Alkali-silica reactivity in the state of Montana
Siegner, Ashton Amelia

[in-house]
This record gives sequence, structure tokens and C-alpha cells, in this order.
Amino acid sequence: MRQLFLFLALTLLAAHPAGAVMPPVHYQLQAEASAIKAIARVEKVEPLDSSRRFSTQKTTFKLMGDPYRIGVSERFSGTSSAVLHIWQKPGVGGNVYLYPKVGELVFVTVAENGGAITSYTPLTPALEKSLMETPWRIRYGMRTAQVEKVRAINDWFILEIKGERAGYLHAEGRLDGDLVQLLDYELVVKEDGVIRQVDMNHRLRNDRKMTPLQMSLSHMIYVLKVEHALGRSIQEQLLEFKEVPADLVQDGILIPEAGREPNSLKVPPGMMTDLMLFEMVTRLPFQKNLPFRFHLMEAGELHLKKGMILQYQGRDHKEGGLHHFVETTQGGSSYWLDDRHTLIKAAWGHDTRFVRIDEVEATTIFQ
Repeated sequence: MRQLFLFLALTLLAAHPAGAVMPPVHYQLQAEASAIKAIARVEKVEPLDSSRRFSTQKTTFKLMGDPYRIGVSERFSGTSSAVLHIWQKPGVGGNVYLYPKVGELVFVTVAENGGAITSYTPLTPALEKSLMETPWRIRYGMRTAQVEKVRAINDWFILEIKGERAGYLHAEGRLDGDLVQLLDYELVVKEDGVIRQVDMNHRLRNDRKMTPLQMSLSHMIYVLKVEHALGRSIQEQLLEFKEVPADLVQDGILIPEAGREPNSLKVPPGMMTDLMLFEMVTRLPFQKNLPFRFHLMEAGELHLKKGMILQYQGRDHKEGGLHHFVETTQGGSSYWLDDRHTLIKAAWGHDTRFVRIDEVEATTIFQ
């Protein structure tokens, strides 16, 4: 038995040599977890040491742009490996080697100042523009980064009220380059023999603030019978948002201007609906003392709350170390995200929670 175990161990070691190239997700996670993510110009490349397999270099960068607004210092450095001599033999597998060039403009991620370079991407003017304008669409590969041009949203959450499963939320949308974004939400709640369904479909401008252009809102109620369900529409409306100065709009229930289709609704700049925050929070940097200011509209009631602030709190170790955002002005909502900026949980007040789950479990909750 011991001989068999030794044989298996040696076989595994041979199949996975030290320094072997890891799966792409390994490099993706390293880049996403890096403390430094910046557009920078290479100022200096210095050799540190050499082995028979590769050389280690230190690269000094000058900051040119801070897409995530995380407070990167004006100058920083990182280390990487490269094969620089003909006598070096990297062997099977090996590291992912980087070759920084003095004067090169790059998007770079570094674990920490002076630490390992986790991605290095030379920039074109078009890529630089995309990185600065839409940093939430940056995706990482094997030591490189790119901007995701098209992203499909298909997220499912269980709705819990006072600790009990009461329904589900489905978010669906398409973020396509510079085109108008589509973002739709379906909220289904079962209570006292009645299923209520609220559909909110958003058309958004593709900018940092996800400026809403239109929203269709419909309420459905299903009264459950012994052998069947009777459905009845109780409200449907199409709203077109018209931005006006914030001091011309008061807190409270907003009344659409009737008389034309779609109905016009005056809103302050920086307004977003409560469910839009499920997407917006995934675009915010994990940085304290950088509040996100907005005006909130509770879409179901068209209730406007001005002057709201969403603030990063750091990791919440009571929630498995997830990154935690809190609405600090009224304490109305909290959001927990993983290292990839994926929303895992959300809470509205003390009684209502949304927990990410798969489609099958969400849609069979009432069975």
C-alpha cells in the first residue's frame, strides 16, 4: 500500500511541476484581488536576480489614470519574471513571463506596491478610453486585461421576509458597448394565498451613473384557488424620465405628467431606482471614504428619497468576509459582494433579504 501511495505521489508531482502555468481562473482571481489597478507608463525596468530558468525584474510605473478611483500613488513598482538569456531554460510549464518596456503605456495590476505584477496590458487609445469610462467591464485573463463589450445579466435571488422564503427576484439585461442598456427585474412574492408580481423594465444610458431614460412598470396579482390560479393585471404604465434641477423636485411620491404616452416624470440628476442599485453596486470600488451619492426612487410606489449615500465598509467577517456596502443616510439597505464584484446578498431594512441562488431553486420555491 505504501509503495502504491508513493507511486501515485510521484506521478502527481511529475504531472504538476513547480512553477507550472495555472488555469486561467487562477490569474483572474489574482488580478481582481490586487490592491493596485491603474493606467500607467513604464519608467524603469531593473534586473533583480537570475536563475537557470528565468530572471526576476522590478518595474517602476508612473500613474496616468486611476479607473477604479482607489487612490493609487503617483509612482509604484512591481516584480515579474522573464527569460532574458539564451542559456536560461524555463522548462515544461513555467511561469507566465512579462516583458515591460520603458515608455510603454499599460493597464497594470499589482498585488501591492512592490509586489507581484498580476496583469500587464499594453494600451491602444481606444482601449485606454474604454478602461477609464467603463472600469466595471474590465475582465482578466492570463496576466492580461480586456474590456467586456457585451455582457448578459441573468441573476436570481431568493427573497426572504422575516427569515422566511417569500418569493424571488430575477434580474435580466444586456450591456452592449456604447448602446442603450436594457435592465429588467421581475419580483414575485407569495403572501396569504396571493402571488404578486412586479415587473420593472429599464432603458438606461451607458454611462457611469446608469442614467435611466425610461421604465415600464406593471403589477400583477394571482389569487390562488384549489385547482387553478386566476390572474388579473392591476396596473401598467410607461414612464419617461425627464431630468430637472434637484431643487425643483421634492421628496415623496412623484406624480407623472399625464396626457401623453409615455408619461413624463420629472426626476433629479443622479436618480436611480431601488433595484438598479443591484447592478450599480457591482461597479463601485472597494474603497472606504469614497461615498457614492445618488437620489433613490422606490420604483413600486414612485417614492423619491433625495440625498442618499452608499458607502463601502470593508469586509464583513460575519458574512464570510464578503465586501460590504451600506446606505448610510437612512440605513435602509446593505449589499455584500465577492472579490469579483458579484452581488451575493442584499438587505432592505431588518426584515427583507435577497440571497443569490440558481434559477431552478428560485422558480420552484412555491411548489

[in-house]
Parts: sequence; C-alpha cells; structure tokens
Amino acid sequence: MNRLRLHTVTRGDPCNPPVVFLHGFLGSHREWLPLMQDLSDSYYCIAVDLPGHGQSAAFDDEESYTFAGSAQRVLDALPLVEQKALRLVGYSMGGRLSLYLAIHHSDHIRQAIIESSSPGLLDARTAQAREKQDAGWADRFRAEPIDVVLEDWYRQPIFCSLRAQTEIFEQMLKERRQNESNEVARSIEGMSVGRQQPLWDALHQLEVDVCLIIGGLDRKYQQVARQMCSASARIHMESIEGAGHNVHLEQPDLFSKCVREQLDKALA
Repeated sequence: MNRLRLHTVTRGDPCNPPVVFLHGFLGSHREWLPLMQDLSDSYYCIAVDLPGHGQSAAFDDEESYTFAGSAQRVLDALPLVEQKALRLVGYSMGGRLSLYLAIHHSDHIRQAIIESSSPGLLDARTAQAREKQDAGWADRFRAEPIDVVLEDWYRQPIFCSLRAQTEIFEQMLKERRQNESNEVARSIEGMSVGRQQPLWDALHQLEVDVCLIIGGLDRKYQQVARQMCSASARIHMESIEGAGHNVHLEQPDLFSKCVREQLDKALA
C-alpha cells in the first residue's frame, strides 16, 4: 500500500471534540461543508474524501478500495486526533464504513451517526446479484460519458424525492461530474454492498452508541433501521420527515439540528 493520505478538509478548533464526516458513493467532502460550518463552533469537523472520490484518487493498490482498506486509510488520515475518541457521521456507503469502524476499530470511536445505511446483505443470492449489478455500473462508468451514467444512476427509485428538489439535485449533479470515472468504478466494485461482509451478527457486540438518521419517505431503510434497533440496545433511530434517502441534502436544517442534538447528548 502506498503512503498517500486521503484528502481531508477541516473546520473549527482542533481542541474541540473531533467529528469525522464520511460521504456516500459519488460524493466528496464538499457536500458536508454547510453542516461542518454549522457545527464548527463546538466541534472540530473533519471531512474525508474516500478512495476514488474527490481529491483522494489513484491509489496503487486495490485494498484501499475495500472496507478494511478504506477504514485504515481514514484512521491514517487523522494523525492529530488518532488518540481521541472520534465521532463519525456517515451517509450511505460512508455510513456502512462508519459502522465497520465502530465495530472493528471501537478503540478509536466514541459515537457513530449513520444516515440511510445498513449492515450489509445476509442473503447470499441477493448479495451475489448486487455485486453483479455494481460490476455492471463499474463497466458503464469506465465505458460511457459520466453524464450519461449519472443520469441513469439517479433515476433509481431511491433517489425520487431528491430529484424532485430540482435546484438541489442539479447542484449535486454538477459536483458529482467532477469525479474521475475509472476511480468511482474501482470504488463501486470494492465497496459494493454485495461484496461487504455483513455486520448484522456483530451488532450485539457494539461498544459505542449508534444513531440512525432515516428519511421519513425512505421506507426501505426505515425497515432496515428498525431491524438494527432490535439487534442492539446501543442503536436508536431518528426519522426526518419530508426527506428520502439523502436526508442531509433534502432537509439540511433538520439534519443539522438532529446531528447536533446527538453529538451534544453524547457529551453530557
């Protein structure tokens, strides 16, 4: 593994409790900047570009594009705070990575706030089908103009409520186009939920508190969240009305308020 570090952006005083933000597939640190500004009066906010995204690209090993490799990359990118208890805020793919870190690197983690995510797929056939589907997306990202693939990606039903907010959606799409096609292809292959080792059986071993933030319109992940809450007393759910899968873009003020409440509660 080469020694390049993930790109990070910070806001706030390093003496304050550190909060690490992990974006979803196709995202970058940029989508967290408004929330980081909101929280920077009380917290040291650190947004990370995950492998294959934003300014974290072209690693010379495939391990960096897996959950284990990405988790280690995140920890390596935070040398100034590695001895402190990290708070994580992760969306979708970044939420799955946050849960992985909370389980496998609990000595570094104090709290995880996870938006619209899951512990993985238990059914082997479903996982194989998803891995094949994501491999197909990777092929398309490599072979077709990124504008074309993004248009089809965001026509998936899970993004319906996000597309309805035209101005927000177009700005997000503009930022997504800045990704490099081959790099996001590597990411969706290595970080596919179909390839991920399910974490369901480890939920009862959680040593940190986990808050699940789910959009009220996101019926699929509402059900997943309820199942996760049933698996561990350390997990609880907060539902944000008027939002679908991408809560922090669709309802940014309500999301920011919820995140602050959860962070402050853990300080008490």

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While ASR has been documented as an issue in many states, little work has been conducted to determine the presence/potential of ASR in Montana. Thus, the primary objective of this research was to evaluate the potential for deleterious ASR in the state of Montana. In connection with this goal, a literature review was conducted to summarize the ASR practices used by neighboring state departments of transportation, as well as several federal agencies. Three potential cases of ASR damage in the state were identified and investigated using the Los Alamos Staining Method and ASTM C856. These sites included two at the Billings Logan International Airport and one at the Willow Creek Dam Spillway. Additionally, the reactivity eight aggregates, selected from various locations around the state, was tested in accordance with ASTM C1260 (Accelerated Mortar Bar Test), AASHTO T380 (Miniature Concrete Prism Tests). The literature review concluded that Canada and all other regional states explored, with the exception of North Dakota, directly addressed ASR in their material specifications, to varying degrees. The FHWA defers to individual states to determine ASR practices, while the FAA has fairly stringent specifications. The hardened concrete analyses conducted for the two Billings Logan International Airport Los sites indicated the presence of ASR in both locations; more specifically, the damage was classified as severe/Type V according to two separate criteria. The results of the Willow Creek Dam Spillway petrographic examination indicated the severity of the ASR distress observed in the spillway varied based on location, with advanced ASR detected in the ogee. This aspect demonstrated that cases of ASR in Montana do exist, and that the infrastructure in the state is susceptible to this type of failure mechanism. The results of the aggregate testing indicated that all the fine aggregates were reactive and very highly reactive according to ASTM C1260 and AASHTO T380, respectively. Two of the four coarse aggregates were innocuous according to ASTM C1260, while all of the coarse aggregates were reactive, to varying degrees, according to AASHTO T380. It was concluded that Montana's aggregates are susceptible to ASR.